Pesticide products are used in excess of one billion pounds per year in the United States according to data from the Environmental Protection Agency (EPA). Despite potentially serious hazards to human health, these chemicals are used in nearly all fields where crops are harvested, placing farmworkers at the greatest risk for health issues related to pesticide exposure.
To ensure appropriate precautions are taken by the people laboring in the fields, training is vital. Since 1995, the Assciation of Farmworker Opportunity Programs (AFOP) has partnered with the EPA to provide farmworker training on the Worker Protection Standard for Agricultural Pesticides (WPS), designed to reduce pesticide-related fatalities and injuries among individuals working in agricultural occupations. The successful program trained more than 11,000 farmworkers in 2013 alone.
WHAT ARE PESTICIDES?
A pesticide is any substance or mixture of substances intended for: preventing, destroying, repelling and mitigating any pest. Though often misunderstood to refer only to insecticides, the term pesticide also applies to herbicides, fungicides, and various other substances used to control pests.
Types of Pesticides:
- Aerial Spraying
- Backpack Spraying
- Tractor Spraying
How do pesticides enter our body?
- Ingestion: through the mouth
- Inhalation: through the nose and/or mouth
- Ocular: through the eyes
- Derma: through the skin
RECOGNIZING SIGNS AND SYMPTOMS OF POISONING
Anyone who may become exposed to pesticides should be aware of the signs and symptoms of pesticide poisoning. Prompt action during pesticide overexposure can prevent serious consequences.
Poisoning signs can be seen by others, for example, vomiting, sweating, or pin-point pupils. Symptoms are any functional changes in normal condition which can be described by the victim of poisoning, and may include nausea, headache, weakness, dizziness, and others. Anyone who works with pesticides should learn what these signs and symptoms are to prevent serious injury and allow prompt treatment. Persons who are frequently involved with pesticides should become familiar with these important steps:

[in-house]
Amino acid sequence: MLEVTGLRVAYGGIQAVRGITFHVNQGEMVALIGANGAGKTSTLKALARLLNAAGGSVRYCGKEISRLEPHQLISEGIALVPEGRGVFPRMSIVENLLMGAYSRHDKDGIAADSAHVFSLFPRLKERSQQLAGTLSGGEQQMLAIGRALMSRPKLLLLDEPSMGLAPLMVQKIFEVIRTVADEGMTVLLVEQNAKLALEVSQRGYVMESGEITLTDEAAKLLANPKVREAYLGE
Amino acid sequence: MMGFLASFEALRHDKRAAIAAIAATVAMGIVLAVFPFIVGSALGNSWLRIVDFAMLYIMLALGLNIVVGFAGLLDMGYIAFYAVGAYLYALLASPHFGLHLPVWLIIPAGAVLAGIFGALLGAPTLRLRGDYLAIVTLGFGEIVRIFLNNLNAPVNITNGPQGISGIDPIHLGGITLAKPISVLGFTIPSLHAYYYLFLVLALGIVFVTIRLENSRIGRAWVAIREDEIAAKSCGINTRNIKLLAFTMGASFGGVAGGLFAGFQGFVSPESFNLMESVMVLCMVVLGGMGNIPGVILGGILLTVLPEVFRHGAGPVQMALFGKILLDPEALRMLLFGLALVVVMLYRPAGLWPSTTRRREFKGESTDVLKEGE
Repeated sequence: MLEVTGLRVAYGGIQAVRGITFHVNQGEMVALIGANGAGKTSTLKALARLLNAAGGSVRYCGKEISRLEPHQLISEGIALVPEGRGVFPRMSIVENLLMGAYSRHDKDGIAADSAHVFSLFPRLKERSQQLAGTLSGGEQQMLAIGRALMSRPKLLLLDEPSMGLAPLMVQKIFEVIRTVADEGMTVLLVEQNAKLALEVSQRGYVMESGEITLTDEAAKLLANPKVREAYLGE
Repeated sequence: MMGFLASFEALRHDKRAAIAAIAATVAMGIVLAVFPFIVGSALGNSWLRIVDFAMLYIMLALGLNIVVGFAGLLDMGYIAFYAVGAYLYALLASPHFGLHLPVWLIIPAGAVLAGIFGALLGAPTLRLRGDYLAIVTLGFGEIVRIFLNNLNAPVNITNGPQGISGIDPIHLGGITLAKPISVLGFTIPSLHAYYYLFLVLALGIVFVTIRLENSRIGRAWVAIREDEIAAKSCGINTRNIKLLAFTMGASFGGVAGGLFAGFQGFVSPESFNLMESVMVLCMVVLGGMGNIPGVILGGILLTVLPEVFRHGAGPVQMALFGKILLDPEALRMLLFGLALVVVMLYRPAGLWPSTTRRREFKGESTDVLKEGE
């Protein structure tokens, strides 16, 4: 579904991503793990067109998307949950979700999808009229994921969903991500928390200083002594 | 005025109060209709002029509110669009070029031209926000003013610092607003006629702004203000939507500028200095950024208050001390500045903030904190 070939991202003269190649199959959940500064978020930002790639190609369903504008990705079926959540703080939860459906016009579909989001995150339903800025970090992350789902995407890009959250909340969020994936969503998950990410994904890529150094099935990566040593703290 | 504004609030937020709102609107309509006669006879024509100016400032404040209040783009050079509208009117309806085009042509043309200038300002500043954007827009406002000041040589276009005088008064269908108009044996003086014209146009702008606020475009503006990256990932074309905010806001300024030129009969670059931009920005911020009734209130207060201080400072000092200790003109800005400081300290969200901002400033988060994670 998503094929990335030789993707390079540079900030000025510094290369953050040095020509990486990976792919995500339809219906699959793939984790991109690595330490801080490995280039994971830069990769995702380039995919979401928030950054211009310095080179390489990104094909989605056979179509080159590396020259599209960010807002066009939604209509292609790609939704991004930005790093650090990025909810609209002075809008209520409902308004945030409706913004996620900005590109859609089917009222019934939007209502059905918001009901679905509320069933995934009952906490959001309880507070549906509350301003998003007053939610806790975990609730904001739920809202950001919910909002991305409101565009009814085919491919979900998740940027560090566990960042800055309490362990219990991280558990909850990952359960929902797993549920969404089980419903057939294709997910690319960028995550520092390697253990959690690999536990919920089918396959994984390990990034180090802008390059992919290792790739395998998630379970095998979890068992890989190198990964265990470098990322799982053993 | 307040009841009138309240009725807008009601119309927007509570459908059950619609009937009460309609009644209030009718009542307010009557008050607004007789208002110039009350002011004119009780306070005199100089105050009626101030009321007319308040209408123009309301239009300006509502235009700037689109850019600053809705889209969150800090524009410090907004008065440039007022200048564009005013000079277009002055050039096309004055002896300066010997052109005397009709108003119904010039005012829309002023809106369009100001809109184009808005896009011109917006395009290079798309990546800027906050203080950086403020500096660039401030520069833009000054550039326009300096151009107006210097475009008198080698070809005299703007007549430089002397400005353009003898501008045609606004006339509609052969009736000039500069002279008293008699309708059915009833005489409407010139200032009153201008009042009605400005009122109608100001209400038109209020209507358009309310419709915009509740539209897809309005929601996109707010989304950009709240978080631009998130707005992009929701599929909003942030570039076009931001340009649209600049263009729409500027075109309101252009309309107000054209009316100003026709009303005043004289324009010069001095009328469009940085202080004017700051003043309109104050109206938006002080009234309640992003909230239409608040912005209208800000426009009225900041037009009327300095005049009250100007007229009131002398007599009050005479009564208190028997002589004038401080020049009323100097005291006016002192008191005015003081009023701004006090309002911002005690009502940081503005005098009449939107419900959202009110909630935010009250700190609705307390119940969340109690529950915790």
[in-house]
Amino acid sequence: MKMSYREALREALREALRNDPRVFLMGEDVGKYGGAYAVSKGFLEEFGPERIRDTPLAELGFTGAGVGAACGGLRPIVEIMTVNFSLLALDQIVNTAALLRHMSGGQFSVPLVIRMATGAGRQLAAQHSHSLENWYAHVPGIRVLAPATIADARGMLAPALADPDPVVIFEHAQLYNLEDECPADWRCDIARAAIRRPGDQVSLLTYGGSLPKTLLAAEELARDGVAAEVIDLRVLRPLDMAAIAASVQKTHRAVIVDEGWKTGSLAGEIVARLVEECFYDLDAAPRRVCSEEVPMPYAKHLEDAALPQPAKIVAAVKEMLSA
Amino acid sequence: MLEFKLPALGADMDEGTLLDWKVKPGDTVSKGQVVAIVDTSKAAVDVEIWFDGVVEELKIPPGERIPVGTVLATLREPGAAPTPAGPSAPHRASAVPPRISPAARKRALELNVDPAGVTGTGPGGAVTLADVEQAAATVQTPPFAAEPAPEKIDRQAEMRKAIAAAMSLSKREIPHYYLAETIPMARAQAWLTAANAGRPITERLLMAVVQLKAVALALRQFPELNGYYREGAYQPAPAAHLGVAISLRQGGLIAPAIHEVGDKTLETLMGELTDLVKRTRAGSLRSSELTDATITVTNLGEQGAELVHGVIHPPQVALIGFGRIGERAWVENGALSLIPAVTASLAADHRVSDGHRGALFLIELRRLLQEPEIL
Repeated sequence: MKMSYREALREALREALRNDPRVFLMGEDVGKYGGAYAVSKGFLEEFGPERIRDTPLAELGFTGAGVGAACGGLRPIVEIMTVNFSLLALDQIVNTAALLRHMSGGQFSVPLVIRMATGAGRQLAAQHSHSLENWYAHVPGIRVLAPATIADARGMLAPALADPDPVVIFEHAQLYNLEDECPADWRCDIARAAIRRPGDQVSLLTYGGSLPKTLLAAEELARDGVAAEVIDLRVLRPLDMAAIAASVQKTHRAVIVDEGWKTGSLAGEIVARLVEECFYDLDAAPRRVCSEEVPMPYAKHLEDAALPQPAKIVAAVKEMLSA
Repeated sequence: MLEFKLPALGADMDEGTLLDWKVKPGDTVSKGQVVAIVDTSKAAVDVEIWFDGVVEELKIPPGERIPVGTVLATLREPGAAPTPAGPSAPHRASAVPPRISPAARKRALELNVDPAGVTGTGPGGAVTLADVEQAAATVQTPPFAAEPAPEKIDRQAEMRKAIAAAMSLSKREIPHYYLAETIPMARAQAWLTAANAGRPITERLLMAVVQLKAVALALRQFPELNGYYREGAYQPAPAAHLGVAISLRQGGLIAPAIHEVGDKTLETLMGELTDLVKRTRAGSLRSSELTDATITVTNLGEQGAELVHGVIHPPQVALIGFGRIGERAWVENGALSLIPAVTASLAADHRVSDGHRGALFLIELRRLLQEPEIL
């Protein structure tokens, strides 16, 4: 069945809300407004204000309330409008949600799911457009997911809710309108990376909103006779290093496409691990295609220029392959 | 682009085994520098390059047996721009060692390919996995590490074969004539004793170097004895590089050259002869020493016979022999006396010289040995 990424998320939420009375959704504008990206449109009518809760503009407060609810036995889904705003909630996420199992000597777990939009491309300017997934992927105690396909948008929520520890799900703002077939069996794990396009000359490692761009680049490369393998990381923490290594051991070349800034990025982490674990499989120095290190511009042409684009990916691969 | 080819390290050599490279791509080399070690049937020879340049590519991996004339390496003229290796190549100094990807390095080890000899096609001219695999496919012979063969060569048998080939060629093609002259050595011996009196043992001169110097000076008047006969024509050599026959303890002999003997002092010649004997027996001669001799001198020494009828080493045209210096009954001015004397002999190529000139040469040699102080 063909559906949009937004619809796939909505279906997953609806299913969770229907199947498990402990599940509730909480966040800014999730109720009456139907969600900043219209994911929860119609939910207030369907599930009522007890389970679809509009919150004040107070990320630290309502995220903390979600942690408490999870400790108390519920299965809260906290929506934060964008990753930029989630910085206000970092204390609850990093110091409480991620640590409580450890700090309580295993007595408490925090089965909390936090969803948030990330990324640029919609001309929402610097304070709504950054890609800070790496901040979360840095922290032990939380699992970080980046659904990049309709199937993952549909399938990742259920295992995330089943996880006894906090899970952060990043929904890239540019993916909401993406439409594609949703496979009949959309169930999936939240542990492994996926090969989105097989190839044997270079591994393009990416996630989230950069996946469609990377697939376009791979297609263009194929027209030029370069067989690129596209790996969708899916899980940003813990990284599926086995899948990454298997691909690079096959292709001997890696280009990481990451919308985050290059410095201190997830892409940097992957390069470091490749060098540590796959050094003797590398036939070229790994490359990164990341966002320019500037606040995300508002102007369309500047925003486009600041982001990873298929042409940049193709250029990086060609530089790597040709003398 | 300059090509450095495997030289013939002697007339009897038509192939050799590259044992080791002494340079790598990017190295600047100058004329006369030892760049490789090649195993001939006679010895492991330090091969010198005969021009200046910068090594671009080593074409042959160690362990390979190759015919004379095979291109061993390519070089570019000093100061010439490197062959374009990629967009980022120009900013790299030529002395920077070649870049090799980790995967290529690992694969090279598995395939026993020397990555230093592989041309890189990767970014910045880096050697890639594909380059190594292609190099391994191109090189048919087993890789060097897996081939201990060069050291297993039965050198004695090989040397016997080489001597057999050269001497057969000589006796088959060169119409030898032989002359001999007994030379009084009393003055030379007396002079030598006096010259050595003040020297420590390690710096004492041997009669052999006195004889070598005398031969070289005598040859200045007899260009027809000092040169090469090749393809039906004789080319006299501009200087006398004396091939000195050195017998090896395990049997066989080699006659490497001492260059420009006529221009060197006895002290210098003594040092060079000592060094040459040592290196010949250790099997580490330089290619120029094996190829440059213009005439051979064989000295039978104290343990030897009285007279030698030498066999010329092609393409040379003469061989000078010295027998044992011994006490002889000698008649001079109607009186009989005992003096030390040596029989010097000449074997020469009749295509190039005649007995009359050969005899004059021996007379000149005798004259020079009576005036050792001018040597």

Recognize the signs and symptoms of pesticide poisoning for those pesticides you commonly use or to which you may be exposed.
- If you suspect a pesticide poisoning, get immediate help from a local hospital, physician, or the nearest poison control center.
- In a pesticide emergency, identify the pesticide to which the victim was exposed. Provide this information to medical authorities.
- Have a copy of the pesticide label present when medical attention is begun. The label provides information that will be useful in assisting a pesticide poisoning victim.
- Know emergency measures you can take until help arrives or the victim can be taken to the hospital. Both first aid and medical treatment procedures are listed on the product label.
Pesticide exposure may result in a number of acute or chronic health problems. AFOP’s WPS trainers focus on the dangers of pesticides, highlighting symptoms associated with acute pesticide poisoning, the importance of seeking medical attention, and raising awareness about chronic effects of pesticide exposure.
The WPS is a regulation designed to protect the health of farmworkers. AFOP trainings educate workers about their rights under the WPS, including their rights to training, access to soap and water, and information about pesticides applied where they work. The WPS has been revised
Farmworkers are generally adults, with a wide variety of learning styles. Trainers provide interactive training sessions, including demonstrations and role-plays, designed to effectively educate workers on the dangers of pesticide exposure and the provisions of the WPS.
PESTICIDES & FARMWORKERS
- The EPA estimates that 300,000 farmworkers are poisoned by pesticides each year.
- The most common route of pesticide exposure is through the skin.
- According to the Environmental Working Group celery, peaches, strawberries, apples and blueberries contain the highest amounts of pesticides of all fruits and vegetables.
- Pesticide exposure is linked to devastating diseases such as Alsheimer’s, Parkinson’s, and many kinds of cancer including brain, stomach, kidney, and leukemia.
- Pesticides can affect fertility for both men and women.
- You can find pesticides in your own home in products such as bleach and other household cleaners and OFF, Raid, and other insect killers.
- Farmworkers can better protect themselves against the hazards of pesticide exposure by wearing gloves, pants, and long-sleeved shirts.
ORGANIZATIONS PROVIDING PESTICIDE SAFETY TRAININGS
Under the Farmworker Occupational Health & Safety Training Program are the following organizations are providing pesticide safety trainings:
- Alabama: Telamon Corporation
- California: Proteus, Inc.
- Iowa: Proteus, Inc.
- Indiana: Proteus, Inc.
- Louisiana: MET, Inc.
- Maine: Eastern Maine Development Corp.
- Maryland/Delaware: Telamon, Corp
- Nebraska: Proteus, Inc.
- New Jersey: PathStone Corp.
- New Mexico: HELP NM, Inc.
- Oklahoma: ORO Development Corp.
- Pennsylvania: PathStone, Corp.
- Puerto Rico: PathStone, Corp.
- Texas: MET, Inc.
- Virginia: Telamon, Corp.
For more information, contact Melanie Forti, Director of Health & Safety Programs